CREST: CAS, CEA performed by vascular surgeons led to similar outcomes
Carotid artery stenting and carotid endarterectomy produce comparable net outcomes when performed by appropriately trained vascular surgeons, according to data presented at the 65th Vascular Annual Meeting of the Society for Vascular Surgery.
Researchers examined the results of carotid endarterectomy (CAS; n=765) and carotid artery stenting (CAS; n=237) performed by vascular surgeons among 2,320 patients of the Carotid Revascularization Endarterectomy vs. Stenting Trial (CREST) who received their assigned treatment. The primary endpoint was a composite of periprocedural stroke, MI or death.
At 4 years, the researchers reported that the primary endpoint did not differ between CAS (6.2%) and CEA (5.6%; P=.41 for trend) procedures that were performed by vascular surgeons. Among these patients, rates of death and stroke were higher after CAS compared with CEA for symptomatic patients (6.1% vs. 1.3%; P=.01) but not asymptomatic patients (2.6% vs. 1.1%; P=.20), whereas rates of MI (2.6% vs. 1.3%; P=.30) and cranial nerve injuries (5% vs. 0%) were both higher in CEA patients.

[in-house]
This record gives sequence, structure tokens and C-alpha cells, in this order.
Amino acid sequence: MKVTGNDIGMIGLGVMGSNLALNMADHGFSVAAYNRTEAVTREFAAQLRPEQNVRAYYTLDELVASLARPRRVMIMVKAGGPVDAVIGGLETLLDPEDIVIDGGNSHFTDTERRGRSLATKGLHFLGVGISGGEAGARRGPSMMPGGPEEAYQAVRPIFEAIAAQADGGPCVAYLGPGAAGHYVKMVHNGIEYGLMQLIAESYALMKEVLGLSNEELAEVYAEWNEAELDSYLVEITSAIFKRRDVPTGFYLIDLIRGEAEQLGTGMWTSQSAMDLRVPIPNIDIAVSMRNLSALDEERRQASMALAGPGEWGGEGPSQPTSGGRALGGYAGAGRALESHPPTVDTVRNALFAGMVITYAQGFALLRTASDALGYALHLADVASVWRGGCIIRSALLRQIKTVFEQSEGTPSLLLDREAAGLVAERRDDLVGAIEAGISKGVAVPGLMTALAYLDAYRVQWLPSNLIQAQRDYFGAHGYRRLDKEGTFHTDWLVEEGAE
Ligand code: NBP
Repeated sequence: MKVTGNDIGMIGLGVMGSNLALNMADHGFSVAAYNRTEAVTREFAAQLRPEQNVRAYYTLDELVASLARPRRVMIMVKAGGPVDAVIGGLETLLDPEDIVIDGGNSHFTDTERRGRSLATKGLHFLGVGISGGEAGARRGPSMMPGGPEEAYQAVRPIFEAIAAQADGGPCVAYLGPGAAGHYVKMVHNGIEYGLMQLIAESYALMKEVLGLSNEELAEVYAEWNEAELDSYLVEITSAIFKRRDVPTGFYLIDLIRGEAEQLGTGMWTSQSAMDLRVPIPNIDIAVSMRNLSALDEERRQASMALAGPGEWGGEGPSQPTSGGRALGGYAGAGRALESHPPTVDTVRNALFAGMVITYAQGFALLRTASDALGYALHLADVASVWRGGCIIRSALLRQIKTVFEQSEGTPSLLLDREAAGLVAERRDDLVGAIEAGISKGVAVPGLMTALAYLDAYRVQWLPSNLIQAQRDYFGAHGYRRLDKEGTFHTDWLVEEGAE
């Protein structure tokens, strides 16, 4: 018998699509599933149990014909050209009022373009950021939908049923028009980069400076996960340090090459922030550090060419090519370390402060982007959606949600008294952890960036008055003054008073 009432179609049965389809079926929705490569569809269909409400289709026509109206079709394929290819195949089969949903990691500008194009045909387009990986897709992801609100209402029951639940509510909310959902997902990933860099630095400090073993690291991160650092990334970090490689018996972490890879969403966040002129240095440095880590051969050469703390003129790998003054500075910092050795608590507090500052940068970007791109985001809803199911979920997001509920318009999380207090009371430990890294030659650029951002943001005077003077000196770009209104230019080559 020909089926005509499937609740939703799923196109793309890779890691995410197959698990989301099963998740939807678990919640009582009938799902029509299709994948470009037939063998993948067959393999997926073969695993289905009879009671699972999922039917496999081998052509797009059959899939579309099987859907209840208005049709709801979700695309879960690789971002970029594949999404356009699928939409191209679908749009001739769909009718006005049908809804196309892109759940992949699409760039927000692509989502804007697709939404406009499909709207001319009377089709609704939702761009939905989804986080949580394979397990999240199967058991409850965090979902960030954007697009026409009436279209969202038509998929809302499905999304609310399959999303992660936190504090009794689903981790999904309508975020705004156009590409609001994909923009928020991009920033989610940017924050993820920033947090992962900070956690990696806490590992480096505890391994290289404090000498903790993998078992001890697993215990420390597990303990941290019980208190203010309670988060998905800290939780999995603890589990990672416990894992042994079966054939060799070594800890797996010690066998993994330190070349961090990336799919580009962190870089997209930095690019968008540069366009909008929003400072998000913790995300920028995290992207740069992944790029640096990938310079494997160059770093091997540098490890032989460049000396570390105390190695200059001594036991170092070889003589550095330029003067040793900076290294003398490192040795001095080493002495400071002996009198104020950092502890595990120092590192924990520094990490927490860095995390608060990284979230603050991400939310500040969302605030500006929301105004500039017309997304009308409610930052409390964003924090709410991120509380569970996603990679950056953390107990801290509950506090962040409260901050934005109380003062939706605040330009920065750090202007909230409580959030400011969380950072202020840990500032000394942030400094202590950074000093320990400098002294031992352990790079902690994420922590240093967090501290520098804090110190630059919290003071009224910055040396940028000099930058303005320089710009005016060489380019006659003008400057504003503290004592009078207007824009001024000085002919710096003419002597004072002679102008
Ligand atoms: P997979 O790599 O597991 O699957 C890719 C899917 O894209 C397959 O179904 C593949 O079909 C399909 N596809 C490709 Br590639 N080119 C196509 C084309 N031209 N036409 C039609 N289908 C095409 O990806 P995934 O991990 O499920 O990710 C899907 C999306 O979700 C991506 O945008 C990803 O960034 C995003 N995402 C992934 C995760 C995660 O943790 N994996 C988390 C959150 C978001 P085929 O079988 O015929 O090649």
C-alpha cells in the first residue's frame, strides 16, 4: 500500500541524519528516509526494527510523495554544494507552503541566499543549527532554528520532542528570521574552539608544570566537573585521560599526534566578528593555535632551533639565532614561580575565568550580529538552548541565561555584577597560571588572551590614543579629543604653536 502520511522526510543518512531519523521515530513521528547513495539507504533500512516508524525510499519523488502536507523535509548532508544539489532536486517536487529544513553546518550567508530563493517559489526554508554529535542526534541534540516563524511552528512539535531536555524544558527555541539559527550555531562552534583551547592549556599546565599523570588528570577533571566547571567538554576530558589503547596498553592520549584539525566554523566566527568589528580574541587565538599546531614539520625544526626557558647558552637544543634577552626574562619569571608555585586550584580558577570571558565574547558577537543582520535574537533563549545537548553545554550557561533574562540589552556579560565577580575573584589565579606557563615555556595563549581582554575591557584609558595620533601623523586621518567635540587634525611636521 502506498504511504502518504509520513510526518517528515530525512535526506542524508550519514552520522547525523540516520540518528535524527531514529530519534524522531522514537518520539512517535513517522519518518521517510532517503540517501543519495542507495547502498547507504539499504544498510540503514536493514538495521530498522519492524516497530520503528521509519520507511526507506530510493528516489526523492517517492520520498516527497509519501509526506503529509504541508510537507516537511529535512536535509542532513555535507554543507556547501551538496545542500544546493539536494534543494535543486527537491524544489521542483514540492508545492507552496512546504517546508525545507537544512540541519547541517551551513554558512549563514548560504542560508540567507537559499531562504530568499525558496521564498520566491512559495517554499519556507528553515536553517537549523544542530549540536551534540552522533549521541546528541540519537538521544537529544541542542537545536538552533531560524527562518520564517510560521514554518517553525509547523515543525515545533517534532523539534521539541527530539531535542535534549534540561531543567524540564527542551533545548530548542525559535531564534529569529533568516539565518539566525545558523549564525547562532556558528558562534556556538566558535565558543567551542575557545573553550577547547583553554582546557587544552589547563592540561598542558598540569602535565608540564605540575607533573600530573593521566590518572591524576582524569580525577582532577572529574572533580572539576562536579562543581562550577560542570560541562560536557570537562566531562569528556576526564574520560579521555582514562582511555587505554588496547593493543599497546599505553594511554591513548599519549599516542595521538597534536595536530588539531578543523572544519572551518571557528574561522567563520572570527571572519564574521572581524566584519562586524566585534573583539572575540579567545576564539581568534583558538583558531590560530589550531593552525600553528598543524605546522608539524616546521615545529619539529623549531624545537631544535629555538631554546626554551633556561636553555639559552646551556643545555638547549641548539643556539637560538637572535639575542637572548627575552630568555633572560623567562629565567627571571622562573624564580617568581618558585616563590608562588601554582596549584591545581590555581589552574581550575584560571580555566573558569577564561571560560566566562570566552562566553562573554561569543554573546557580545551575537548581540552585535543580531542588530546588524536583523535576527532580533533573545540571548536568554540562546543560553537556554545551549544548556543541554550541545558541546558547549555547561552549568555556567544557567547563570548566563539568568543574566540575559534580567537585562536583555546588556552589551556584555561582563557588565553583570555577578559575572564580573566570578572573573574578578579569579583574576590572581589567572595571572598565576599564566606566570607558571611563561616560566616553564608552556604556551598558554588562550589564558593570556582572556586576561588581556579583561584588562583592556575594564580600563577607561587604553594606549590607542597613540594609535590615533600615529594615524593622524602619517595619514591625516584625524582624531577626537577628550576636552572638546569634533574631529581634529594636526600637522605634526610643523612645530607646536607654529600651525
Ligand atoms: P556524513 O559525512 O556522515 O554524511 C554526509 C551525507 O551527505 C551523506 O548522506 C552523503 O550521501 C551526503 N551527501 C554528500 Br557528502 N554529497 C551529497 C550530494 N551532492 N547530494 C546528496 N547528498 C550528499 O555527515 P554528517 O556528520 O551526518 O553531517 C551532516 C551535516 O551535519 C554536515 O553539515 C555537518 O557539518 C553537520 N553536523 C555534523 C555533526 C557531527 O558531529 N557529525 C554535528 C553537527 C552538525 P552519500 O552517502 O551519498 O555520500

Additionally, once age, sex and symptomatic status were adjusted for, outcomes regarding the primary endpoint at 4 years were similar between vascular surgeons and interventionalists (HR=1.11; 95% CI, 0.81-1.51).
“Trained vascular surgeons may safely offer both CEA and CAS for the prevention of stroke,” the researchers concluded in their abstract. “As for all interventionalists/operators, focus on preventing periprocedural events is of high priority for vascular surgeons.”
Previous Cardiology Today coverage of the CREST trial can be viewed here.
For more information:
- Timaran CH. LB6. Presented at: 2011 Vascular Annual Meeting; June 16-18, 2011; Chicago.
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